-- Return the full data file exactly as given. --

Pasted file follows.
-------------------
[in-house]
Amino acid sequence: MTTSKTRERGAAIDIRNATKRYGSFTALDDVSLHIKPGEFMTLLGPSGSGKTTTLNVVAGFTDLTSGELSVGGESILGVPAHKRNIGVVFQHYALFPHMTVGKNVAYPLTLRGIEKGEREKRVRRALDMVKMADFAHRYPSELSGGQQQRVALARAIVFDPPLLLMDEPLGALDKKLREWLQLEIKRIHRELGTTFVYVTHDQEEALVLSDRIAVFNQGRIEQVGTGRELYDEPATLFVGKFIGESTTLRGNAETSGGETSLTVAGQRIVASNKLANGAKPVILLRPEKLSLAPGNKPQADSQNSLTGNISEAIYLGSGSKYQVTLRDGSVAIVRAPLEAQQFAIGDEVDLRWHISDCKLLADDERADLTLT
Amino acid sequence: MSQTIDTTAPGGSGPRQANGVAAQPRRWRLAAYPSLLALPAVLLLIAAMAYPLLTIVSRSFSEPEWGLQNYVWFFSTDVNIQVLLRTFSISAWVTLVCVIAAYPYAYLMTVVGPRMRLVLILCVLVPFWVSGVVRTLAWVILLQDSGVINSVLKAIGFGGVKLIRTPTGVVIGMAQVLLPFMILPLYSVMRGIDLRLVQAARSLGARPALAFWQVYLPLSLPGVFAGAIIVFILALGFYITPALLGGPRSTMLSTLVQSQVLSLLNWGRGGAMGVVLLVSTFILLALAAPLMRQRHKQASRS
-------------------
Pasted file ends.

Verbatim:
[in-house]
Amino acid sequence: MTTSKTRERGAAIDIRNATKRYGSFTALDDVSLHIKPGEFMTLLGPSGSGKTTTLNVVAGFTDLTSGELSVGGESILGVPAHKRNIGVVFQHYALFPHMTVGKNVAYPLTLRGIEKGEREKRVRRALDMVKMADFAHRYPSELSGGQQQRVALARAIVFDPPLLLMDEPLGALDKKLREWLQLEIKRIHRELGTTFVYVTHDQEEALVLSDRIAVFNQGRIEQVGTGRELYDEPATLFVGKFIGESTTLRGNAETSGGETSLTVAGQRIVASNKLANGAKPVILLRPEKLSLAPGNKPQADSQNSLTGNISEAIYLGSGSKYQVTLRDGSVAIVRAPLEAQQFAIGDEVDLRWHISDCKLLADDERADLTLT
Amino acid sequence: MSQTIDTTAPGGSGPRQANGVAAQPRRWRLAAYPSLLALPAVLLLIAAMAYPLLTIVSRSFSEPEWGLQNYVWFFSTDVNIQVLLRTFSISAWVTLVCVIAAYPYAYLMTVVGPRMRLVLILCVLVPFWVSGVVRTLAWVILLQDSGVINSVLKAIGFGGVKLIRTPTGVVIGMAQVLLPFMILPLYSVMRGIDLRLVQAARSLGARPALAFWQVYLPLSLPGVFAGAIIVFILALGFYITPALLGGPRSTMLSTLVQSQVLSLLNWGRGGAMGVVLLVSTFILLALAAPLMRQRHKQASRS